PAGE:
Nearly a month in, Sandy Springs says its first-in-Georgia false alarm ordinance has been working — meaning police officers are working less on responding to likely false alarms.
Sandy Springs is moving ahead on an $8.6 million “Cultural Center” project contingent on a big co-payment from a Holocaust education group that could bring a new state memorial to the city.
Peggy Merriss will be Sandy Springs’ interim city manager starting Aug. 3 after her nomination was approved by the City Council.
Hate crimes in Sandy Springs that violate local laws will come with enhanced legal penalties and stronger police data collection after the City Council unanimously approved a new ordinance July 16.
Merriss was Decatur’s city manager from 1993 to December 2018, and served in other positions with the city starting in 1983, according to a resume included in the City Council agenda. She now runs a management and leadership consulting business.
As part of a package of incentives, the city promised to reimburse the company up to $1,027,000 for improvements including sidewalks, landscaping and street lights; bicycle and pedestrian facilities; access streets and roadway improvements.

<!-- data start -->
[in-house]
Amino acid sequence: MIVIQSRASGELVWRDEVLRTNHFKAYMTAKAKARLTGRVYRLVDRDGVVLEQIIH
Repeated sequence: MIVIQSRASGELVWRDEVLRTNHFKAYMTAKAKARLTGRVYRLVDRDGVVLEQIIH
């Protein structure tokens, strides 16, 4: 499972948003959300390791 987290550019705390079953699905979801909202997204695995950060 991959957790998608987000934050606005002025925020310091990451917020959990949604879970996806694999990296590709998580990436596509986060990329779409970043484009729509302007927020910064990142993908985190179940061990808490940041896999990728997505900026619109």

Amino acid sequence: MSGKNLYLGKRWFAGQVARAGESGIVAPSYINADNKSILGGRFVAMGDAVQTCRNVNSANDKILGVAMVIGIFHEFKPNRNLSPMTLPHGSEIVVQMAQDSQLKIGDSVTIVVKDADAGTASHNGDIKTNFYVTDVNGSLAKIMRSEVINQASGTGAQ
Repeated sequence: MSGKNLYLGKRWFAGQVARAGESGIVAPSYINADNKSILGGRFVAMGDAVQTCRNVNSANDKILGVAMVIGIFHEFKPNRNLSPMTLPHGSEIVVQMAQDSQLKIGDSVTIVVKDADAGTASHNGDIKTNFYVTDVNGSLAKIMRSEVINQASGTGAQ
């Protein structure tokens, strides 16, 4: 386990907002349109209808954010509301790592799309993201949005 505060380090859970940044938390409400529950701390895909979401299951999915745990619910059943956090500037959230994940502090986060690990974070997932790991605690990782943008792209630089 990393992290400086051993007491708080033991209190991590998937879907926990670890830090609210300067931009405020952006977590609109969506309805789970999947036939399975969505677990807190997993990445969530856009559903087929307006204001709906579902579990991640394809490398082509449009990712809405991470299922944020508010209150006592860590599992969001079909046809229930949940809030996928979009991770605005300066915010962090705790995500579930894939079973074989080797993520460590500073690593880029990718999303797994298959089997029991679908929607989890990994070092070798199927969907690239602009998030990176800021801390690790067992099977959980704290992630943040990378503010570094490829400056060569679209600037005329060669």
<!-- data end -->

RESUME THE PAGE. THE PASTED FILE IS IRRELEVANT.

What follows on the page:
The council approved an intergovernmental agreement with Gwinnett in which it takes responsibility for procuring easements and rights of way within Sandy Springs for planned improvements to the intersection of Spalding and Holcomb Bridge Road (Ga. 140).
The master plan will include a recommended “model mile,” or pilot project, for the city to start with that will show what kind of benefits the trails could bring. It will also include cost estimates.
Paulson said the recommendations that will be presented include: Build the toll lanes underneath the Northridge Road bridge. Residents there are concerned the flyover lanes would change the character of the area and bring more noise and pollution.
The response time agreed to in the contract is 7 minutes and 59 seconds. According to a city presentation, AMR met that in 2018 94% of the time.